Couple of years old now, but simply stunning.
Glad to see he dug a small “cold well” at the entrance to his tent.
Couple of years old now, but simply stunning.
Glad to see he dug a small “cold well” at the entrance to his tent.
Came across this on DesignTAXI. Looks like it was a University project perhaps. A few seconds in there were several hints the live action parts were filmed in the UK.
The styling seems influenced by the Pink Panther shorts, I thought.
This film was made for me to watch!
It couldn’t get any more quirky than this! Not sure about the Matt Lucas American accent but perhaps natives of the tongue can assess how good it is.
I’ve been really busy at work recently, but somehow I’ve managed to squeeze in a little late night film-watching. I managed to watch “Made in Dagenham” and “A Royal Affair” over the last few days. Neither were my choice actually, but both taught me something.
Made in Dagenham is a dramatisation of the Ford Motor Company’s UK strike in 1968. I was previously unaware of any such action, being as I was only 4 at the time, and the late 60′s and early 70′s were a time of general turmoil in the UK anyway. I do remember my parents having to light candles because of electricity strikes around that time, but I wasn’t aware of this specific strike. But it wasn’t just any old labour dispute…
The film weaves a fictional narrative around the true events of the strike. Basically a group of around 187 women were employed in Ford’s Dagenham plant to stitch together the seats for the Ford cars made at the plant. We’re lead to believe those included the Escort, Cortina and Anglia from contemporary shots of both the factory and adverts of the time. Incidentally I saw a Cortina from the era here in White Rock just the other weekend – parked outside Safeway!
Anyway, Ford had decided to try and cut wage costs by “regrading” the work the women did as unskilled rather than semi-skilled. This despite the fact that the ladies were expected to sew together the car seats from many parts with no guiding patterns or other instructions. Being “only women” their dispute was ignored… until the plant (employing 40-50,000 men) ran out of car seats. The entire plant closed and Ford-US sent in the big guns, threatening the then-Labour government that unless they sorted it out, they’d withdraw Ford (a major part of the UK’s manufacturing business then) from the the country. It was a dodgy time. Even the working men at Ford weren’t in support of the women… they were “the bread-winners” and saw the working women as just “earning pin-money” and actually jeopardising their access to the job market by closing the plant.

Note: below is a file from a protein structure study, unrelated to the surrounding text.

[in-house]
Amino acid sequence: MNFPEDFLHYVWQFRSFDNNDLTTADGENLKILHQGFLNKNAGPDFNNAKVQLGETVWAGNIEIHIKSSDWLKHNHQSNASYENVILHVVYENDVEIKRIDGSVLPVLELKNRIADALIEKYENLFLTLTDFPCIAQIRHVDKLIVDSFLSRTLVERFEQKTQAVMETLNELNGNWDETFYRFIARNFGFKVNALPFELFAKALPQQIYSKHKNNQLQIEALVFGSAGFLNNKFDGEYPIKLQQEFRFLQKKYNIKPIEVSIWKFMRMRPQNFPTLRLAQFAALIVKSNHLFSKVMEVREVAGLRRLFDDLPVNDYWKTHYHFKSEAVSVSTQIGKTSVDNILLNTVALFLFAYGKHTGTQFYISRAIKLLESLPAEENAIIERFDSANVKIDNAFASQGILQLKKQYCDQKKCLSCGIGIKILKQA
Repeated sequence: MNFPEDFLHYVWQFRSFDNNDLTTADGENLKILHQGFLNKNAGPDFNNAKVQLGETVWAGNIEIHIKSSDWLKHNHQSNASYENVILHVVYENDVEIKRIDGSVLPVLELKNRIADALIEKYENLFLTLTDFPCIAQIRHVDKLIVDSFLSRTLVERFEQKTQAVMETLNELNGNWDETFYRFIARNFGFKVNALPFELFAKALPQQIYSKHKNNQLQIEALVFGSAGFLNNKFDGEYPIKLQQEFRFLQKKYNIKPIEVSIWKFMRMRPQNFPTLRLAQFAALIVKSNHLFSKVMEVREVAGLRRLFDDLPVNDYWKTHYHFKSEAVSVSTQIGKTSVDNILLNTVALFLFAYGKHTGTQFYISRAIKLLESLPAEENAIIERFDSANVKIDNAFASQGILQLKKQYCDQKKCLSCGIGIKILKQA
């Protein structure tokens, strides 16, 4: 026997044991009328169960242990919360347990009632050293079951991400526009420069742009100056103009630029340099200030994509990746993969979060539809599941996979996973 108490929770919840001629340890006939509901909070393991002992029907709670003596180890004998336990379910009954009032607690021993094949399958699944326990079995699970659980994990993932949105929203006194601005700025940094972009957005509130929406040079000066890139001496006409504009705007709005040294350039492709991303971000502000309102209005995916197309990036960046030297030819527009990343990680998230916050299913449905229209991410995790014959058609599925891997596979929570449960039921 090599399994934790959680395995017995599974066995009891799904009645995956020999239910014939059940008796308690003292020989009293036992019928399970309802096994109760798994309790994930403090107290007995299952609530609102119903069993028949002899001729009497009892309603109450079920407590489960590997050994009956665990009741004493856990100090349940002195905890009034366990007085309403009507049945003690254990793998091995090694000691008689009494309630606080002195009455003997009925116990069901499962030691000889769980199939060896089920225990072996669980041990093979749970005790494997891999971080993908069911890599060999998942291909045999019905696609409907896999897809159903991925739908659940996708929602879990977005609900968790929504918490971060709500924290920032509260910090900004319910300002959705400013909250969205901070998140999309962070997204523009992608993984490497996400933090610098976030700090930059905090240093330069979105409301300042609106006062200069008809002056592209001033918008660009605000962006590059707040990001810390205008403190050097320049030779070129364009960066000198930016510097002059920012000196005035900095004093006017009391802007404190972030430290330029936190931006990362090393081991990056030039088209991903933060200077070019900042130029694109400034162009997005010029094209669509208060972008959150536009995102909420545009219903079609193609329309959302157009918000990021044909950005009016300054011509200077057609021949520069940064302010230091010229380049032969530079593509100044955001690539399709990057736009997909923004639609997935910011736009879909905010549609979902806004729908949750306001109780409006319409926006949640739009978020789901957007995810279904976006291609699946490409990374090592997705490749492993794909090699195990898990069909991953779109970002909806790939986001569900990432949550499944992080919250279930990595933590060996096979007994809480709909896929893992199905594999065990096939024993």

By now, the issue had become not merely a complaint about the re-grading of their work, but of the wider issue of equal pay for equal work. Something we take for granted (at least as a principle, if not still in practice 40+ years later). Barbara Castle (in the film portrayed by the superb Miranda Richardson – Blackadder’s Queenie), rather than bow to the arrogant men in Ford’s headquarters actually took up the mantle and two years later (nothing is fast in politics) the UK lead the world in equal pay legislation. It was no longer legal to give lower wages simply because the employee was female. Mrs Pankhurst probably cheered in her grave!
I have no idea how closely the film stuck to the events, and certainly claim no voracity to my retelling, but I did feel a bit of a glow to think that my mum’s generation of young women in the UK were the ones in the “Swinging 60′s” who started to fight for what is plainly right. The industrialised world quickly fell in line after the legislation was passed, and Ford’s global business kept right on trucking (wha’?) despite the minor hike in labour costs.